A set of factors is determining a new global scenario. It is no longer just geopolitical conditions in the context of a multipolar world that define a new future, but also a set of mega-trends that will impact governments and its citizens; we are, without a doubt, facing the advent of a new techno-productive paradigm which comes from technological convergence and the biotechnological revolution.
These global trends – according to various analyzes – establish new opportunities and challenges for humanity. Among the most mentioned are:
Demographic evolution: with growth in many developing countries, large migrations and an urban rather than rural future.
Technological revolution and convergence: highlighting the role of information and communication technologies and the emergence of nanotechnology, the need to generate innovative dynamics and manage the “digital divide”as the basis for a new biotechnological paradigm.
Accelerated globalization: with greater scientific and technological interdependence, greater trade and investment flows and the formation of new regionalisms and partially overlapping free trade agreements.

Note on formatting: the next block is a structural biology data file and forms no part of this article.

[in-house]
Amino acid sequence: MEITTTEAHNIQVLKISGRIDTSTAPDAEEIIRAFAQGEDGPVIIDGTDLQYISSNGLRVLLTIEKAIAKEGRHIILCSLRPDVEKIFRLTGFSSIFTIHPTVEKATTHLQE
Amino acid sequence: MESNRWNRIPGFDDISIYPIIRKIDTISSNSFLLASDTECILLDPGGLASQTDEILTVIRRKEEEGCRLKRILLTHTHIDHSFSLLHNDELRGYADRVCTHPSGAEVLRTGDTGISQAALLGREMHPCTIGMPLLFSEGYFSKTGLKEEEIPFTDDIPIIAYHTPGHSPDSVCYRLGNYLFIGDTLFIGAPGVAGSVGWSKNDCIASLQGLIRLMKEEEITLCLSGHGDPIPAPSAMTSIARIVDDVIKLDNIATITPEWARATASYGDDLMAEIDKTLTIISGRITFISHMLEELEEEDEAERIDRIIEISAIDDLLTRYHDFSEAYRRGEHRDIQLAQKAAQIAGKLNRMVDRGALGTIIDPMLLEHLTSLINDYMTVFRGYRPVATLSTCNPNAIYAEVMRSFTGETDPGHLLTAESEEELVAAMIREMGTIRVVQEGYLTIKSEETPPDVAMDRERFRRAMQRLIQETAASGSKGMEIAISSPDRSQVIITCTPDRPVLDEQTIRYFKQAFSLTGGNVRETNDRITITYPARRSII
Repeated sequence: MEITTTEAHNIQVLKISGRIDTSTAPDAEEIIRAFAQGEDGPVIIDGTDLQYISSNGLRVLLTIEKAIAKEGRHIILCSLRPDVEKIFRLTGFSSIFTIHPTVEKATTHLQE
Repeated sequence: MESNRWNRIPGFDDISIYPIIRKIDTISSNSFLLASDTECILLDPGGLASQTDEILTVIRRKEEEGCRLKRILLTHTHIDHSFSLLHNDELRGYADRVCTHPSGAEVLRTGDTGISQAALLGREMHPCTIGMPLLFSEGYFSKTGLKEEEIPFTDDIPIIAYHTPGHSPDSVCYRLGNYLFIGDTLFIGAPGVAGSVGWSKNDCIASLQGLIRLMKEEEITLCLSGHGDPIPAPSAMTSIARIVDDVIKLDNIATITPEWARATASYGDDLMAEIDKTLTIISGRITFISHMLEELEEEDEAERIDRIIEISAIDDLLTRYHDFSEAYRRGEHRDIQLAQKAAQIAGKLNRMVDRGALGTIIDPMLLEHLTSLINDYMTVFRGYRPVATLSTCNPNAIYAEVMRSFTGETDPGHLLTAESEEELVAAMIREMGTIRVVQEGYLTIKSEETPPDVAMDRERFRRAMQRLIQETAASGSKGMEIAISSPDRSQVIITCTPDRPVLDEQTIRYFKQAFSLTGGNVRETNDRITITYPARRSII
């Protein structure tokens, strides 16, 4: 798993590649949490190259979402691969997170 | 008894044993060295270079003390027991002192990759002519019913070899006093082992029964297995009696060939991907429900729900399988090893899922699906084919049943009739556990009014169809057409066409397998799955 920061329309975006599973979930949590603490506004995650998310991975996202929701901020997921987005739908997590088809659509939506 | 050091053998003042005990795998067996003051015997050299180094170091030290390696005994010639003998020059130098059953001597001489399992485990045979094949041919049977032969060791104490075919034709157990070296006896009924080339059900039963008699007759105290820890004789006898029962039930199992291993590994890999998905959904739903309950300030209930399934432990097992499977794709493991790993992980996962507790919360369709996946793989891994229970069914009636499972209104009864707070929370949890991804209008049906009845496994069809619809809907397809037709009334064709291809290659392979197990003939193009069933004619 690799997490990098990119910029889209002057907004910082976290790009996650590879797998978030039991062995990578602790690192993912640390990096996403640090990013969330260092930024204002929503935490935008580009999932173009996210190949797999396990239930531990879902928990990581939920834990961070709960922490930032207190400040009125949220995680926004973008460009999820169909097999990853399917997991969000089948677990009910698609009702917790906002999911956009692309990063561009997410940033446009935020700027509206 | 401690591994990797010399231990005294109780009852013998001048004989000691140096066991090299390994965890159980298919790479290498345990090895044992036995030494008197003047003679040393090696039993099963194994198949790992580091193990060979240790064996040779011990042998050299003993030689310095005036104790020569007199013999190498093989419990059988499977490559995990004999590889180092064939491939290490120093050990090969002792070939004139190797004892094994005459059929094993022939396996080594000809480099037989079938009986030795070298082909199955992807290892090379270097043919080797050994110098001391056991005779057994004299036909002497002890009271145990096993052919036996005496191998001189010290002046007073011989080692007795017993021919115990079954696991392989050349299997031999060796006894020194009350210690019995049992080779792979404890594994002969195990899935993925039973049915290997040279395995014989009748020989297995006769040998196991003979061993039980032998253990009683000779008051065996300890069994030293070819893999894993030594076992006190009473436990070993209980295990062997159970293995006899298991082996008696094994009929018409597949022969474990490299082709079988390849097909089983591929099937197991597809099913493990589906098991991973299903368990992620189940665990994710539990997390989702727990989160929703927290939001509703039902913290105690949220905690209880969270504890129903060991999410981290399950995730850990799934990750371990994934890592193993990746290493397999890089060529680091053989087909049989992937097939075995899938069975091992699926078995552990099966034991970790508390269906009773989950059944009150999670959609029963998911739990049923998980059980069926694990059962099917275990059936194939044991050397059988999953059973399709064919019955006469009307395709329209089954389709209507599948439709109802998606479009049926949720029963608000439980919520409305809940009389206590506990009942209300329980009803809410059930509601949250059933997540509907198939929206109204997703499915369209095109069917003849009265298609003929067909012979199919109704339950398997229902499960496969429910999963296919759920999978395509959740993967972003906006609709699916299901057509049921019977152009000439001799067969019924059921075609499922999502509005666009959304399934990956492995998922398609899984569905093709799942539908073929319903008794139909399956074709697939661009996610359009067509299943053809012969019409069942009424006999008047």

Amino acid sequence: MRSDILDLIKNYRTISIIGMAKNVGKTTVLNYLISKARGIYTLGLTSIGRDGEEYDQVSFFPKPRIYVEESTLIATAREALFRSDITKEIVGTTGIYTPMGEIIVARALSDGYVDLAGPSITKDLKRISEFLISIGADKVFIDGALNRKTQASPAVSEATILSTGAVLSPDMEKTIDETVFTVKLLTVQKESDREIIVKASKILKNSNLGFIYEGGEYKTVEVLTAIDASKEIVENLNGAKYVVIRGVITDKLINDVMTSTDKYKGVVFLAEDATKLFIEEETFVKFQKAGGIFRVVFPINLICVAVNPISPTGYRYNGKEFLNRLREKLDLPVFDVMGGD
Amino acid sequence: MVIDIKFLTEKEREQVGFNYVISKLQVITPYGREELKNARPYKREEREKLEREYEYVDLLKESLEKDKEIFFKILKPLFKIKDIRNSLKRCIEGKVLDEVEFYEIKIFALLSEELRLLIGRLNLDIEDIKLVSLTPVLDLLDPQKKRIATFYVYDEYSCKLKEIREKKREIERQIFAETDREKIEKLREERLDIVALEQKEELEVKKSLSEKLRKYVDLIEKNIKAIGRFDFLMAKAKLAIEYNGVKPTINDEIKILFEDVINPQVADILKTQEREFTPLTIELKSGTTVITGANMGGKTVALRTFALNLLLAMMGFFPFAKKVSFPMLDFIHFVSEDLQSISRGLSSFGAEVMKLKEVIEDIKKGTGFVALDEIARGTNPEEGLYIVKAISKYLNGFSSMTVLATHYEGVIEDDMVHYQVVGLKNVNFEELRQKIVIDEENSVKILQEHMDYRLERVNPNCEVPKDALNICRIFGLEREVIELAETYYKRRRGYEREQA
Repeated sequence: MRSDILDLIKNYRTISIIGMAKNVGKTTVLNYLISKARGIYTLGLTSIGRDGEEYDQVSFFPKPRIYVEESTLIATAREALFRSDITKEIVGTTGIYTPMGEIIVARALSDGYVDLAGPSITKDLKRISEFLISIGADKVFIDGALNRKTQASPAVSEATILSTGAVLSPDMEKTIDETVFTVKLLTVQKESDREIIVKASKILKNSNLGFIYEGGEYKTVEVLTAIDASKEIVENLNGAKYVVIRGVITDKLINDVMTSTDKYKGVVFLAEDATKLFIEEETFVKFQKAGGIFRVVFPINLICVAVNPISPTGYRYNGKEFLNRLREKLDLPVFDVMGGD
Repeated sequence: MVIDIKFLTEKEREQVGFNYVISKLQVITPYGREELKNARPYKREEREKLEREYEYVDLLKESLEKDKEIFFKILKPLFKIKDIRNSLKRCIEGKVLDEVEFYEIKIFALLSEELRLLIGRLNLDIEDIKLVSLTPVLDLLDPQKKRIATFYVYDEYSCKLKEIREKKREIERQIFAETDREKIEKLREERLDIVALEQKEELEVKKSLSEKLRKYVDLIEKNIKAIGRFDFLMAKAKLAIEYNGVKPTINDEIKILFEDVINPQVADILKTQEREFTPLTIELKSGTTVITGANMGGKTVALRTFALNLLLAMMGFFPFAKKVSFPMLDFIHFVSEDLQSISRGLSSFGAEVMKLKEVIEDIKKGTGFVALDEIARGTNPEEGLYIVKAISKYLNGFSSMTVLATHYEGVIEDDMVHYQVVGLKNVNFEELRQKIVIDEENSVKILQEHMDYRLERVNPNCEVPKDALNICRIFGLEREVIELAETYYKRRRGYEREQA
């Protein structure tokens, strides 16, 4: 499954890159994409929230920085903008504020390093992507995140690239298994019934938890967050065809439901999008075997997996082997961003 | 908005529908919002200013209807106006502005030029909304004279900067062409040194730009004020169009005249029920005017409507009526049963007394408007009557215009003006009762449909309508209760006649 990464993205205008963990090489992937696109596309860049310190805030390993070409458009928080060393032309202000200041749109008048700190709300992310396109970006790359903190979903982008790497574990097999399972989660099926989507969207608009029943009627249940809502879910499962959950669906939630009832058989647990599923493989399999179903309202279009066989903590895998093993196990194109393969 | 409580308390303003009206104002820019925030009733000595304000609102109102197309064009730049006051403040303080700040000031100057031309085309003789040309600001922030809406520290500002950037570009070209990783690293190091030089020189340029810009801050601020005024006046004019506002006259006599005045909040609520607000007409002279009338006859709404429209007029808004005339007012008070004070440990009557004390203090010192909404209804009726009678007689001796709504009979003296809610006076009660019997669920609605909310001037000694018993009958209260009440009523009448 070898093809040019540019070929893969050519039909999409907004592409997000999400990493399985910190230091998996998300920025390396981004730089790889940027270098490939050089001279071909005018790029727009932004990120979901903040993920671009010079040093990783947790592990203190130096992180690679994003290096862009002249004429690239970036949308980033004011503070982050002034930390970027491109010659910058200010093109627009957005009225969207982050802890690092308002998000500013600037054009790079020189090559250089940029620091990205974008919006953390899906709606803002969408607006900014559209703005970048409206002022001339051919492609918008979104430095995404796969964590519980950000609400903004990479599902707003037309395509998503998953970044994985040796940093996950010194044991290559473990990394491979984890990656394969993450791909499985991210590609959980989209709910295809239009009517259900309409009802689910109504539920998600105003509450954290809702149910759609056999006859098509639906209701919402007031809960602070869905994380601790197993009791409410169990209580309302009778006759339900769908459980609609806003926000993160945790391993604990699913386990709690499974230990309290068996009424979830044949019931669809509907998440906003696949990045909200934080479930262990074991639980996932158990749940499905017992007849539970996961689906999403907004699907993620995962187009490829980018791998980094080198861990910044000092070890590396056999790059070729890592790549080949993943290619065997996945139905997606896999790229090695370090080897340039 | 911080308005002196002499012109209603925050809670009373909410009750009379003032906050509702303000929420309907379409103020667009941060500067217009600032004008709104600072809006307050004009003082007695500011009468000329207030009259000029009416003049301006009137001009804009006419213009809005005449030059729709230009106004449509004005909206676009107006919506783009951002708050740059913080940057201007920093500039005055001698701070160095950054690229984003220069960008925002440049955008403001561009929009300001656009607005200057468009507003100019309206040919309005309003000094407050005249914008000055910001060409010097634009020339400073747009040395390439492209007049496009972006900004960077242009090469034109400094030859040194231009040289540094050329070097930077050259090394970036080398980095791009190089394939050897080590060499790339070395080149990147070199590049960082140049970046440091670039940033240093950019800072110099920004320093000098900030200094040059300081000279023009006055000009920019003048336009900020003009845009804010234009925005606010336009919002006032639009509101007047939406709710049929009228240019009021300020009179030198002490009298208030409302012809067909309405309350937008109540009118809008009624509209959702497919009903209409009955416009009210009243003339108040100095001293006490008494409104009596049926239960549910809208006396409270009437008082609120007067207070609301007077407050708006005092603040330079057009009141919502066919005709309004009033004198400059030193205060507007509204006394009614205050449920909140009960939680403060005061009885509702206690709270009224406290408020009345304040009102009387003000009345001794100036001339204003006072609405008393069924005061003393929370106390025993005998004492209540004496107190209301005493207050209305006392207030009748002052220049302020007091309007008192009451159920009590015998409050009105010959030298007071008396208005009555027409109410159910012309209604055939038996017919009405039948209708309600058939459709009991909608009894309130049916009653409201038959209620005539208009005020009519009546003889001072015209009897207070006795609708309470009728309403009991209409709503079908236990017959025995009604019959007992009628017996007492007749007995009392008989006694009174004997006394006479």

The different future scenarios that are configured in the face of these global trends already raise the need to discuss a regional strategy within the framework of the new Bioeconomics.
Although these are the main trends to be taken in to account in the future, it is also necessary to consider and mention potential risks and uncertainties that remain open: inequalities within and between countries, depletion of non-renewable resources, global warming, and financial and food crises. The different future scenarios that are configured in the face of these global trends already raise the need to discuss a regional strategy within the framework of the new Bioeconomics, understood as the use of biomass in an innovative way to add more value locally and generate new productive opportunities in a sustainable way.
Lisa Hiwasaki is an environmental anthropologist, with experience in the design, management and coordination of interdisciplinary research on environmental conservation, and leads the Climate Change program of the International Development Research Center (IDRC).
In the CILAC Forum, he joined the panel on Mechanisms of adaptation to climate change, on October 24, contributing to the development that day on Bioeconomy. In addition, she was interviewed by Ben Deighton, Director of SciDev.Net, where she gave more details about the program she leads and the challenges that climate change brings.